OUR RIOJA WINERY
Pujanza wines are magnificent, profound and always reflect their origins. Thanks to their individuality and wealth of finesse, they belong to the elite quality found in Rioja.
ABOUT RIOJA WINE
Named after its wine region in Spain, Rioja stretches throughout three landlocked provinces in North Central Spain: La Rioja, Alava, and Navarre. Within these provinces are three sub-regions of Rioja; each produces a unique climate and wine.
A wine enthusiast might consider Rioja a legacy. In 1925, Rioja was named the first and oldest Designation of Origin in Spain. Later, in 1991, it became the first to earn Calificada status.
Traditional Rioja is predominantly made a red wine but can also be white, pink, and rarely sparkling. It is classified by how long it ages in oak, whether that process is in barrels or bottles.
Tempranillo and a blend of grapes, often Garnacha and Graciano, make up Rioja wines.
La Rioja is a province and community in northern Spain with a renowned local wine industry. Below the Cantabrian Mountains, vineyards occupy the Ebro valley and surround the old town of Haro. The summer festival features the messy Batalla de Vino (wine battle). Local wineries (bodegas) range from small, traditional cellars to major commercial producers.
Grape varieties of Rioja include:
The "old vines" of the Alavesa regions can produce very concentrated grapes but in low yields.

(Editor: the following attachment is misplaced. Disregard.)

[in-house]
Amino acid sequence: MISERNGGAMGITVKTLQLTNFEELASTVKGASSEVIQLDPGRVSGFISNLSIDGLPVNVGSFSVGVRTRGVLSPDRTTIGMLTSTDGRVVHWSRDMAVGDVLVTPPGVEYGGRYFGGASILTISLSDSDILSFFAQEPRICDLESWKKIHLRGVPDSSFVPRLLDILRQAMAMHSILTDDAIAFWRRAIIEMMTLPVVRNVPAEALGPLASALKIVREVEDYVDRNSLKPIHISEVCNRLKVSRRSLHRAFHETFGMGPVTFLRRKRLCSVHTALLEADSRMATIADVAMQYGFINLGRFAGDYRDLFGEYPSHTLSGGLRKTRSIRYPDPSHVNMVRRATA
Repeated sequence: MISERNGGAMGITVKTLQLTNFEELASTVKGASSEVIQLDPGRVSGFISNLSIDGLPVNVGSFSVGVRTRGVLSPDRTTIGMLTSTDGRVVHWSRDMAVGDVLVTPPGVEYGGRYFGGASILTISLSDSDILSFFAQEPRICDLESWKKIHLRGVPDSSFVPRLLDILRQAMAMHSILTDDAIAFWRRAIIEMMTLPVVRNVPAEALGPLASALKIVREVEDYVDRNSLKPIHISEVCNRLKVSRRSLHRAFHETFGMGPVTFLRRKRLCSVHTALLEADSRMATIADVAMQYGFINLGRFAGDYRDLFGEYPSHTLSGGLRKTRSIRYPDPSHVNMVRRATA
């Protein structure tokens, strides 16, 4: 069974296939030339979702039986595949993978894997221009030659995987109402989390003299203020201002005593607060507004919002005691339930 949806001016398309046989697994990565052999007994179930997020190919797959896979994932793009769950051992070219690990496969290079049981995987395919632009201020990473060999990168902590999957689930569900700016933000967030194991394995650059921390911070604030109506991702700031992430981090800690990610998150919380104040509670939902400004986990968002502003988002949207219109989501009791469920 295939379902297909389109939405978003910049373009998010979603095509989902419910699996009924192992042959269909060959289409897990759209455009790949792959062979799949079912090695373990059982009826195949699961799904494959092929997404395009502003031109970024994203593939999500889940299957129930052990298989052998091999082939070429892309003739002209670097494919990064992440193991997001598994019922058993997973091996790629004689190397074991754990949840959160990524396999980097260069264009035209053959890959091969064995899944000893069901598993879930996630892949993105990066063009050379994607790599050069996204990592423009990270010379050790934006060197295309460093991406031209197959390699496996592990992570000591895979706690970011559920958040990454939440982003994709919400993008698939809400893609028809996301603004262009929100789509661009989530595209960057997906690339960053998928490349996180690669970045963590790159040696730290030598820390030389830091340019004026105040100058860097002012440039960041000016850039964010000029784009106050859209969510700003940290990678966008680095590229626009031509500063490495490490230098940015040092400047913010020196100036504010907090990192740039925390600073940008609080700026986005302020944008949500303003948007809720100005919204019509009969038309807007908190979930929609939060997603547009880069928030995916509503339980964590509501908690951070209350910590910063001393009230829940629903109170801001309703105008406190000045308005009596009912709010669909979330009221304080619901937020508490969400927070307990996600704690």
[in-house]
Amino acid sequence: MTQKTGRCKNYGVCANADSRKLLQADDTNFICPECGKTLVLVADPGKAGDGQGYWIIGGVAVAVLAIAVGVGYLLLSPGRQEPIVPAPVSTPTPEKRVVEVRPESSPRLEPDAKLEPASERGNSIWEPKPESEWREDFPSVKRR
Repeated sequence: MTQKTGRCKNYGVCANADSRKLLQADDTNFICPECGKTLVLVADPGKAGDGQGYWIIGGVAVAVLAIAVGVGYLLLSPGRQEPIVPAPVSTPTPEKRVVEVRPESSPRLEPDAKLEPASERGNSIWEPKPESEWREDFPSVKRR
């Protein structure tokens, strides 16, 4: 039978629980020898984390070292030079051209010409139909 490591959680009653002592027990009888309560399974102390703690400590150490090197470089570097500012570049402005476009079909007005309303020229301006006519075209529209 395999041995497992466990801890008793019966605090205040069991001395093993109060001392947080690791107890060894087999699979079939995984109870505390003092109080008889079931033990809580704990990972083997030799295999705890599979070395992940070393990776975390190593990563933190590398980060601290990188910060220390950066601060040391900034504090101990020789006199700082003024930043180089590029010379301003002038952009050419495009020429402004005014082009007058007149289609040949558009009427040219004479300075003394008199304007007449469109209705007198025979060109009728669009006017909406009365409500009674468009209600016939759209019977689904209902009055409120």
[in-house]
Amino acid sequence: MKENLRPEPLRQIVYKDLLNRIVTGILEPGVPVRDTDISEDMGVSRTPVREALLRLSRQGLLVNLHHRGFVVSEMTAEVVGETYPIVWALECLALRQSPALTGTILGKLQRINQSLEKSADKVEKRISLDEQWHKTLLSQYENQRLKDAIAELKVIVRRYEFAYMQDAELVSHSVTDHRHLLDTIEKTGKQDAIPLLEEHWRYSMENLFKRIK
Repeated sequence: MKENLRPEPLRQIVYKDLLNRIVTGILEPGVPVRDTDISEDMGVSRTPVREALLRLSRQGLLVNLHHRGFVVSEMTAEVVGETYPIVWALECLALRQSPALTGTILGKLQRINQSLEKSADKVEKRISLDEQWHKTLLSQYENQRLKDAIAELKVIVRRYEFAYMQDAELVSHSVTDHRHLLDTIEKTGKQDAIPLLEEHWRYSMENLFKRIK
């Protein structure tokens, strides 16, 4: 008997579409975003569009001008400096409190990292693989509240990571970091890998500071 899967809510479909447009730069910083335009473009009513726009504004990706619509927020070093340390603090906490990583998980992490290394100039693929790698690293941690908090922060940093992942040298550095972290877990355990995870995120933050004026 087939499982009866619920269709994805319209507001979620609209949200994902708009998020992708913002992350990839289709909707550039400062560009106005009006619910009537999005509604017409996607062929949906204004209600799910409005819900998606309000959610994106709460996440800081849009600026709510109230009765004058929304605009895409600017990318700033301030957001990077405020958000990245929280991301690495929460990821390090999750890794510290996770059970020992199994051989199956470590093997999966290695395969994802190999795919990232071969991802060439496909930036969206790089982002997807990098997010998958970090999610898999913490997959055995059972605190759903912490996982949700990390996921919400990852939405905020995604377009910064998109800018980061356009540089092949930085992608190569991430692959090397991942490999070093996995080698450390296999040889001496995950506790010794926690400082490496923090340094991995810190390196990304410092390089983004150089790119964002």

A distinct characteristic of Rioja wine is the effect of oak aging. First introduced in the early 18th century by Bordeaux-influenced winemakers, the use of oak and the pronounced vanilla flavors in the wines has been a virtual trademark of the region though some modern winemakers are experimenting with making wines less influenced by oak.
FAQS ABOUT RIOJA WINES
What is Rioja wine
Rioja is a region in Spain. As a Spanish wine, Rioja is one of only two DOCs that guarantees where it is made, how it is made, and how long it ages.
What is Rioja wine like?
Best known for its structure, tannins, and acidity, Rioja red wines have dark berries, cherries, and vanilla notes. When blended with other wine grape varieties, Rioja brings out a fruity flavor.
Young Riojas have good sweetness and sparse amounts of oak if any. An older Rioja has medium sweetness and medium to high oakiness.
Is Rioja wine dry or sweet?
Rioja's come in various drinking styles, but it is a dry wine. Therefore, blending in specific wine grapes will cause a Rioja to lean towards the sweeter side.